I’m prepared to be shot down here, not that this happens on EuroGA but…
A maintenance organisation has suggested that to increase engine life an O-360 should be “pulled through” 3-4 times before starting (mags off) in cold weather. I have never heard of or seen of anyone doing this. Apart from the obvious risk of the mags not actually being off and the outcome this might produce, is anyone else doing this? Can anyone see why to or not to do this?
Have they offered any explanation as to why that would help? Sounds like a Rotax startup procedure.
Never heard of that, especially with that engine! What would it be hoping to achieve? I don’t think it would have real affect of oil circulation? More risk of people pulling through wrong way and potentially damaging accessories as well perhaps.
They haven’t and it is second hand news to me as it is a group aircraft. My thoughts so far are fairly consistent with those above.
Unless there is any positive feedback this one will be banished to the rubbish bin.
Its not exactly unusual to pull through a Lycoming, typically to check compression on all four cylinders. Some people like to do it before startup and I guess in cold weather it might wipe off any pooled, thick oil that’s on the cylinder walls. No big deal either way.
Prior to starting on cold mornings, it is advisable to pull the propeller through several times by hand to “break loose” or “limber” the oil, thus conserving battery energy.
Quoted verbatim from a Cessna 182S POH. Piper doesn’t have this recommendation. Interesting that Cessna includes it in new generation Cessnas, given the other risks of hand propping.
I bought plugs & jump start battery, it should start in cold winter without me touching the propeller of on Lyco360 whatever the problem in hand fiddling with propellers seems to belong to J3/PA18 with C65/C95, at least they have notging attached to their engines !
I do it on Rotax to be able to check oil level…
I’ve not heard of this.
I must admit I tend to pull through a few blades on mine before first start. I guess just incase I feel anything untoward. I’m not convinced it does any good, but I also don’t think it does any harm.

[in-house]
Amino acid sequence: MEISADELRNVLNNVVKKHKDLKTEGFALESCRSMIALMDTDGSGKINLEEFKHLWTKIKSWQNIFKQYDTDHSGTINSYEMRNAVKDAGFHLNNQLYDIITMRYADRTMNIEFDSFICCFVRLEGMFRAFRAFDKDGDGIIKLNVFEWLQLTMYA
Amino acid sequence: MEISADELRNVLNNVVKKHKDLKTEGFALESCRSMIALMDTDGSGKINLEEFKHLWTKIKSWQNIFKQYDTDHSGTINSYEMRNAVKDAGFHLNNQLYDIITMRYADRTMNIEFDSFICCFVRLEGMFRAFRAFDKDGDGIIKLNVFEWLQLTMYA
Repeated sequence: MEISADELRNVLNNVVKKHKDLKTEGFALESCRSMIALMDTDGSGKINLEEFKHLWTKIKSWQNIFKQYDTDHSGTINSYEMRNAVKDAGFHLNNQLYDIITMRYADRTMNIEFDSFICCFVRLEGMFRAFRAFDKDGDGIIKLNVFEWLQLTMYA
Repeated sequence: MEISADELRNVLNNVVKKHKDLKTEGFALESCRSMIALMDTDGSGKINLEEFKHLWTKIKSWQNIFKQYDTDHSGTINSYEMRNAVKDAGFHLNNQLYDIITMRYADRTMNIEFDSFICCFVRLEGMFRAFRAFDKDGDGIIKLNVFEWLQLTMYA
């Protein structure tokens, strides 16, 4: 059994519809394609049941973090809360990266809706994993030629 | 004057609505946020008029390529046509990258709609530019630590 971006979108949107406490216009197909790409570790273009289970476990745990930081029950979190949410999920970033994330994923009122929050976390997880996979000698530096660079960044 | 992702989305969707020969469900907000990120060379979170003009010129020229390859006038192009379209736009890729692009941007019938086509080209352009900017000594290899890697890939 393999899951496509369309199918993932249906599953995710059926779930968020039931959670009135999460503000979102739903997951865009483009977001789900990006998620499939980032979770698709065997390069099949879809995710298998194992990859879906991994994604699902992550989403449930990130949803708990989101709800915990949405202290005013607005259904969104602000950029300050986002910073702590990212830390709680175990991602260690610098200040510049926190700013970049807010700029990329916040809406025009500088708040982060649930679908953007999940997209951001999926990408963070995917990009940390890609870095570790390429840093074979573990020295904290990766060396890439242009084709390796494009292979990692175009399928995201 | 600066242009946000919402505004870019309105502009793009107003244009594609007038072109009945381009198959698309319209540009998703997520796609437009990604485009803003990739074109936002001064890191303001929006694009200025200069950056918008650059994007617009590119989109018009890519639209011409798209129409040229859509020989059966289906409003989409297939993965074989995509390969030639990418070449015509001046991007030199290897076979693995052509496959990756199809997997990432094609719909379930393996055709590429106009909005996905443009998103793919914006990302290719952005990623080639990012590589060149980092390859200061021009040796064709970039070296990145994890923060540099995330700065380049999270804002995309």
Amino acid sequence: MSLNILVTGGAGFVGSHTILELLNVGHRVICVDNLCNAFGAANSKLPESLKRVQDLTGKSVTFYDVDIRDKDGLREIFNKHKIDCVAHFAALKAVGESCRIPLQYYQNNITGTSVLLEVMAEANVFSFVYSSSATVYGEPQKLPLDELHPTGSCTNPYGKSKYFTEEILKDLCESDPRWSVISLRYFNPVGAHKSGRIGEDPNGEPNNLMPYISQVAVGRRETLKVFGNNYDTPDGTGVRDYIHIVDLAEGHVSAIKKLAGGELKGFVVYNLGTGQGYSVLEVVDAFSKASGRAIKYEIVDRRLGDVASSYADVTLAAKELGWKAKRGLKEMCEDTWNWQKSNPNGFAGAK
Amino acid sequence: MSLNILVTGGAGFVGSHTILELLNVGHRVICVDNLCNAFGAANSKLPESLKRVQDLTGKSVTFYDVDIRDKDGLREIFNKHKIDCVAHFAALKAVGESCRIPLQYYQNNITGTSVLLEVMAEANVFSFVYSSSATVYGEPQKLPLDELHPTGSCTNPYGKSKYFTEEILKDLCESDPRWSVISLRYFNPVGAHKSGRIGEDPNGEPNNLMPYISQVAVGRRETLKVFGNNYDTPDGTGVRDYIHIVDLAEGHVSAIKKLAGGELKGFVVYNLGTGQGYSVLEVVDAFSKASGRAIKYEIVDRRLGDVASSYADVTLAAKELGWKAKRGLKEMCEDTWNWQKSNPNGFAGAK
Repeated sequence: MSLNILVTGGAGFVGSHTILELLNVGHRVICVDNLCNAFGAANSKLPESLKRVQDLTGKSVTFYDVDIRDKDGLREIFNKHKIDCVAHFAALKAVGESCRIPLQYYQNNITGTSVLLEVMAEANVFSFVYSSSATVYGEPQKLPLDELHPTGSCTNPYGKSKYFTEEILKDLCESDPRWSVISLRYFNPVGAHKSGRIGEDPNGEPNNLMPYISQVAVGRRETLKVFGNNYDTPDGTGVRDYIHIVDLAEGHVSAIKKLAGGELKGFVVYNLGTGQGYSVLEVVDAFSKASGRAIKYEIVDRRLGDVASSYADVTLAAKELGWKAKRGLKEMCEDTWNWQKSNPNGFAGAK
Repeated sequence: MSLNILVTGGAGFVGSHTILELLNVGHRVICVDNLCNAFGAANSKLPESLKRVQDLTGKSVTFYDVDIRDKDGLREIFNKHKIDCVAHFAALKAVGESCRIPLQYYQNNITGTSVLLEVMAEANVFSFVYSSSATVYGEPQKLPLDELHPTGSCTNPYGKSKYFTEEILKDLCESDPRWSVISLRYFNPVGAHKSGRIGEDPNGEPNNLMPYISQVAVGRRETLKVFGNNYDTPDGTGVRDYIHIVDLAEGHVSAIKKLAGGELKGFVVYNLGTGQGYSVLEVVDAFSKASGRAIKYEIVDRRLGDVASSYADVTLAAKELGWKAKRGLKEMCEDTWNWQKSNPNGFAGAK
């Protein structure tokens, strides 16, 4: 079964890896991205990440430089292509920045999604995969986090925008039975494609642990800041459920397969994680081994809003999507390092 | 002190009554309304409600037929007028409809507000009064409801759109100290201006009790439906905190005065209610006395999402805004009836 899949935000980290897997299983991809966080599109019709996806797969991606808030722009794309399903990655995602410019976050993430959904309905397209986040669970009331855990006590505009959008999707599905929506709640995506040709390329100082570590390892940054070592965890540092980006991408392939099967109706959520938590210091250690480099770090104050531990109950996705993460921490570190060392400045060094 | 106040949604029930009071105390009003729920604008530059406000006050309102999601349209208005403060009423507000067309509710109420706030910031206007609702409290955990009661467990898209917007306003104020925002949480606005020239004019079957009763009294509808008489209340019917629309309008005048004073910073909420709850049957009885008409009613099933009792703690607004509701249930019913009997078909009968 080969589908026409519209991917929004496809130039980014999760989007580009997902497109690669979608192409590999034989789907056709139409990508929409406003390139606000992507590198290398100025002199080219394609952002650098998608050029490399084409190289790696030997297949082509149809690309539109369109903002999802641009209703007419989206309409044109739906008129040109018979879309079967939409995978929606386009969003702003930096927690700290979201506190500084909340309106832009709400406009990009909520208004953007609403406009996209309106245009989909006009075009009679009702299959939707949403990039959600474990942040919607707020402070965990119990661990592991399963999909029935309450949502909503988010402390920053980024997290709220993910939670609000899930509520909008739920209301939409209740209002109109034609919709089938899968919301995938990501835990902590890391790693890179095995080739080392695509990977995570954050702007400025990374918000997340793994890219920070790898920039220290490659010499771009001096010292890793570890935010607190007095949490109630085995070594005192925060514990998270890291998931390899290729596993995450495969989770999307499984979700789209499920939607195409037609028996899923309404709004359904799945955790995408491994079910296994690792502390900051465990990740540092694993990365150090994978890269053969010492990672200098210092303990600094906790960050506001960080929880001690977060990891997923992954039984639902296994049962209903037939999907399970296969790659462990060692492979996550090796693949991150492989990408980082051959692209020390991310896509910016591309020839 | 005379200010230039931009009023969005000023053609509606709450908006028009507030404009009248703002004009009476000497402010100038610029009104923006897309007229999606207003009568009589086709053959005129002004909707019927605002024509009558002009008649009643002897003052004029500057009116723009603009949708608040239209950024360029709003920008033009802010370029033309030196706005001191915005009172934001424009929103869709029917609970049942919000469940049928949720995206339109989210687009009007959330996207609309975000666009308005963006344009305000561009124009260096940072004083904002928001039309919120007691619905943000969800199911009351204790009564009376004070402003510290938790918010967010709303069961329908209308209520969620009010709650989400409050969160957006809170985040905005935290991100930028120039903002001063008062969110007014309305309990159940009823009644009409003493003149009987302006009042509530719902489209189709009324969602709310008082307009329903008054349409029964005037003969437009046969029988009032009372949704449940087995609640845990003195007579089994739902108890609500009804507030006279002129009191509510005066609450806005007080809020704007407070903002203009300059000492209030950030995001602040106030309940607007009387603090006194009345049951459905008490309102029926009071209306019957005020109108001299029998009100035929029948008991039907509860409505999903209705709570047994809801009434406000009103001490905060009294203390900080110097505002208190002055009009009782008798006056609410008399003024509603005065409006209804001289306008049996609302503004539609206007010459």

This is the sort of suggestion that normally has me reaching for the expletive but as we are asked to run a polite and civil ship here on euroga I shall just say I can think of no reason that this should help engine life even in the coldest temperatures found in the UK.
However if you want to prolong the life of your battery and starter motor you would do well to invest in a slickstart.
Unfortunately, there is some history with this. And, yes, as a better than nothing choice, I have done it. However, if you think that you need to pull through a prop because the engine is cold, you need to properly preheat the engine for a length of time before you attempt to start it. If you have pulled through the engine to “unstick the oil”, your attempt to electric start it is verging on abusive to to the starter and the engine. Prior to having electricity in my hangar, I used to pull through my O-200 as the first element of my cold (and abusive) start procedure. Then, I would prime it, and pull through the prime. Then, I would hand prop start it, so I would not be abusing the starter too. The next season, I installed electricity, and engine preheaters, and I use an engine blanket. Occasionally, I’d be responding to a late night emergency search call, so would not have anticipated that by preheating, then I would apply the cold start procedure I described, and always got decent starts with no starter nor battery abuse.
I will hand start my O-200, as only I fly it, and I do live mag checks every preflight check. I am confident I have a well behaving ignition system. I would be very reluctant to turn over an unknown plane by hand. I will not hand prop my O-360, is it’s a reversing MT prop (so I don’t want to abuse the prop blades), and I can’t reach the prop anyway. So, preheat with an engine blanket.
If the airworthiness of the ignition system is known to you, and you have absolutely no choice than a totally cold start, and you feel comfortable pulling the engine through by hand, doing so will reduce the starter loads. Some starters work close to their limits of torque, (old style “key start” in a C 150) so abusing them drastically reduces their life. Anything you can do to reduce starting loads helps starter life. But cold starts, no matter how done, reduce engine life, so best to preheat.